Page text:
Image quality is superb and with the two X lenses is a formidable camera. I have 14-42 and 45-175. Both lenses are excellent and I have not experienced any issues like some others have mentioned - though I do have the up to date firmware.

Weight of the camera is very good and about right for it's size. It feels reassuringly solid and is really well made. I find the controls easy to use and the camera quick to use. Autofocus is very fast and I can't really fault the camera full stop. Noise is well controlled and better than I expected - I have only tried to ISO 1600 though. I don't use video so can't say what that's like.

I have the EVF and found with the longer zoom it is a welcome addition - the image is very good and crisp ... and I am pleased I got it.

The flash is limited - but I expected that on a camera this small.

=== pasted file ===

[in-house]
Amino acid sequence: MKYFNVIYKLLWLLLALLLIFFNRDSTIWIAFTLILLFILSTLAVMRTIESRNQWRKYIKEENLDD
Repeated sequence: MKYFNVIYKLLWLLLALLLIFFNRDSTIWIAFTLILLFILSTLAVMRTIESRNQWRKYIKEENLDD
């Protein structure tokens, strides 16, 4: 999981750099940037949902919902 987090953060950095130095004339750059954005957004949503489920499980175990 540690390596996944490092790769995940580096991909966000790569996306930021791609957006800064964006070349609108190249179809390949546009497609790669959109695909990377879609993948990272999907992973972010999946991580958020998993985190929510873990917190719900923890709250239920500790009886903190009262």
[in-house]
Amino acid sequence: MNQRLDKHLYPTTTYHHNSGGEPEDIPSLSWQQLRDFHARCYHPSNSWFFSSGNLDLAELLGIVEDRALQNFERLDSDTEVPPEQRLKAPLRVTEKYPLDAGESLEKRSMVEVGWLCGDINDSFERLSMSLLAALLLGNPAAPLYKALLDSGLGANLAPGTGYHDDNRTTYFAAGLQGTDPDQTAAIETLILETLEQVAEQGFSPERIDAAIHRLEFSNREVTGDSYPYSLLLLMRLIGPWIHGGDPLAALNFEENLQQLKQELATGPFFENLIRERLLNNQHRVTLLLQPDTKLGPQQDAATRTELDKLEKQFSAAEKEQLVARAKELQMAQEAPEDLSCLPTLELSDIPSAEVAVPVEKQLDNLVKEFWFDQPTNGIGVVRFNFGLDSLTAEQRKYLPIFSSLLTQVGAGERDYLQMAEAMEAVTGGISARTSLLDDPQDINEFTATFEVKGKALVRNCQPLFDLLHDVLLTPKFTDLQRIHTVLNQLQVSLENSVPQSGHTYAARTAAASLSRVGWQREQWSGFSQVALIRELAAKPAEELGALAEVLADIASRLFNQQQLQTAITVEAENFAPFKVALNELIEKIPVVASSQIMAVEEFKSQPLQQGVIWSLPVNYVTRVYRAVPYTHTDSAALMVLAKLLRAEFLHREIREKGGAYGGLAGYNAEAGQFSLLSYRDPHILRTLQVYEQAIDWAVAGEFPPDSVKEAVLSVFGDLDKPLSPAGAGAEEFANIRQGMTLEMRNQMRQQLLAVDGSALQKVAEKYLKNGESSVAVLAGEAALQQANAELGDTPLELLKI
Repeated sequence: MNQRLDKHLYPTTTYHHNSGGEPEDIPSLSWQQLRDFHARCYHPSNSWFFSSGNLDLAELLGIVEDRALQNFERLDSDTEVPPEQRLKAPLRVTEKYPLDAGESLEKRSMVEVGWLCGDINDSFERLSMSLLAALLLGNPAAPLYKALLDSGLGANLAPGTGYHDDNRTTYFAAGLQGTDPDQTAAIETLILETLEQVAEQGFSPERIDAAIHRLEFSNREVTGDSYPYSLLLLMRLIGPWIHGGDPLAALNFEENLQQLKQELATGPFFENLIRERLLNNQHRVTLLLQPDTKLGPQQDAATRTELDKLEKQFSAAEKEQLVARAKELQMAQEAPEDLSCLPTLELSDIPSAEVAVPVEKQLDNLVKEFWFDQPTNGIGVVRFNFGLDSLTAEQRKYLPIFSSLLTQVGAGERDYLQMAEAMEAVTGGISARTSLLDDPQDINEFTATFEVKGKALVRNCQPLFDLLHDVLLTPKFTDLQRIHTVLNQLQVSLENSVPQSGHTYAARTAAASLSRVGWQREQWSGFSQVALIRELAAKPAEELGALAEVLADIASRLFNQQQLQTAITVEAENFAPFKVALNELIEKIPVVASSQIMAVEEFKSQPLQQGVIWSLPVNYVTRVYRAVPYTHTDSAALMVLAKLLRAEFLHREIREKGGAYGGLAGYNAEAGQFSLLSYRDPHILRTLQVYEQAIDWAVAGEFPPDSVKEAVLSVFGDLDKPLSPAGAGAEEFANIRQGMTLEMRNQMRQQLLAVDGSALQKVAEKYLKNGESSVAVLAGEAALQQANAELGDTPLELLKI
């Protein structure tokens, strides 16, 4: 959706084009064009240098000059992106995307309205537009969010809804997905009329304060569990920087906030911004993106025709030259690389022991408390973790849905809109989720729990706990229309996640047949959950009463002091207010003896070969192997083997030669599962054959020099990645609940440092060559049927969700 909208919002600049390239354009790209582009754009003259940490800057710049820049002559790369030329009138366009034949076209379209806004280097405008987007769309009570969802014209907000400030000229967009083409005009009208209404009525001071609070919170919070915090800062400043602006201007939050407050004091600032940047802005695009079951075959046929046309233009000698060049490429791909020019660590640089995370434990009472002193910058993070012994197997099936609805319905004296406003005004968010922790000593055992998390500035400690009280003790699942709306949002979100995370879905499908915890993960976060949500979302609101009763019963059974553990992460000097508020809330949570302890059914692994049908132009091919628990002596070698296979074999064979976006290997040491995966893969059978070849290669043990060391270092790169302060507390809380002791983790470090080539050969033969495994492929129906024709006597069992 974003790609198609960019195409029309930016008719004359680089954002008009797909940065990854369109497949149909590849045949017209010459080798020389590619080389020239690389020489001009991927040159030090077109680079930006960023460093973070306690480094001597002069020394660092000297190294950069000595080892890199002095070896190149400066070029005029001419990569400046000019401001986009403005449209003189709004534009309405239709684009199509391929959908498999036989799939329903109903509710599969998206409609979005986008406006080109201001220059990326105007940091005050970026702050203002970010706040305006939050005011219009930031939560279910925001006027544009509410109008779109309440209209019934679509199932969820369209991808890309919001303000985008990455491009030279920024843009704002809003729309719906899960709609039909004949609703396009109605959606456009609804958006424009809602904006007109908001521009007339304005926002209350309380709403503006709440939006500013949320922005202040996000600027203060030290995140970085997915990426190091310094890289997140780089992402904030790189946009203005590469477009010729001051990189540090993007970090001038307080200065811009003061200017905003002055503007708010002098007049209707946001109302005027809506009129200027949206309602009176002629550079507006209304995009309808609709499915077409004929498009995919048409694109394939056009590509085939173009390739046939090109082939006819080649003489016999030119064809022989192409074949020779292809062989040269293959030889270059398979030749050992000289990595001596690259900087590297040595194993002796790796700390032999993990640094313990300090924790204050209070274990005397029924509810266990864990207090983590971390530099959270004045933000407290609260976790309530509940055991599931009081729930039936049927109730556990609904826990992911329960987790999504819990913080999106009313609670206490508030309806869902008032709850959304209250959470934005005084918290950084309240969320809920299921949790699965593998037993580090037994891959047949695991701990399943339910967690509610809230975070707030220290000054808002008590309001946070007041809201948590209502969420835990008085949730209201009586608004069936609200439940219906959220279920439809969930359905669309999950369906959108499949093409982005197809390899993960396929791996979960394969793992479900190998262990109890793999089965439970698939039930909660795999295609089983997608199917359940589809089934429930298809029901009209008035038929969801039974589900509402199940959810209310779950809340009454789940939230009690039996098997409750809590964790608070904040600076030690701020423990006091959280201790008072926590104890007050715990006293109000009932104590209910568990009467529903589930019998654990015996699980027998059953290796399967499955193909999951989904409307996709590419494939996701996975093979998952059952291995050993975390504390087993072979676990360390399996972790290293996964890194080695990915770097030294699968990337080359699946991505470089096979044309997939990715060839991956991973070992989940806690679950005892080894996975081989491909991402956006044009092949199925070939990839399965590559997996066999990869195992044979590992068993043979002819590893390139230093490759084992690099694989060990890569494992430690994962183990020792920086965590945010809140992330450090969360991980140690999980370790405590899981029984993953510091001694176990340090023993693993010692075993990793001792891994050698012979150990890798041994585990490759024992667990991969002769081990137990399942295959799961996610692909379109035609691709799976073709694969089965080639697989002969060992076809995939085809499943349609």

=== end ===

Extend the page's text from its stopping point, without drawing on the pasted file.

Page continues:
Given I used a Canon 5D II and a 7D ... I think this will be the camera that gets taken out and used most. Overall a superb combination of image and build quality that works so well. A grown up GF1 and certainly a camera I could recommend to anyone ... from someone starting out wanting a good compact where you can change lenses ... to someone like me who is used to using bigger cameras but wanted a good carry round compact.
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on 30 December 2012
I have had this camera for about a month now and shot 250+ images on two different lenses so I feel I can give some first impressions on this now. When reading this bear in mind that I've been a DSLR user for a few years now and was looking for a second camera that was very portable but lost as little as possible of the quality I have been used to in images. The camera I've been using for almost two years now is a Nikon D7000 and it is an exceptional camera. My comparison here is with this Nikon in a number of aspects and I realise that I am seeking very high quality images.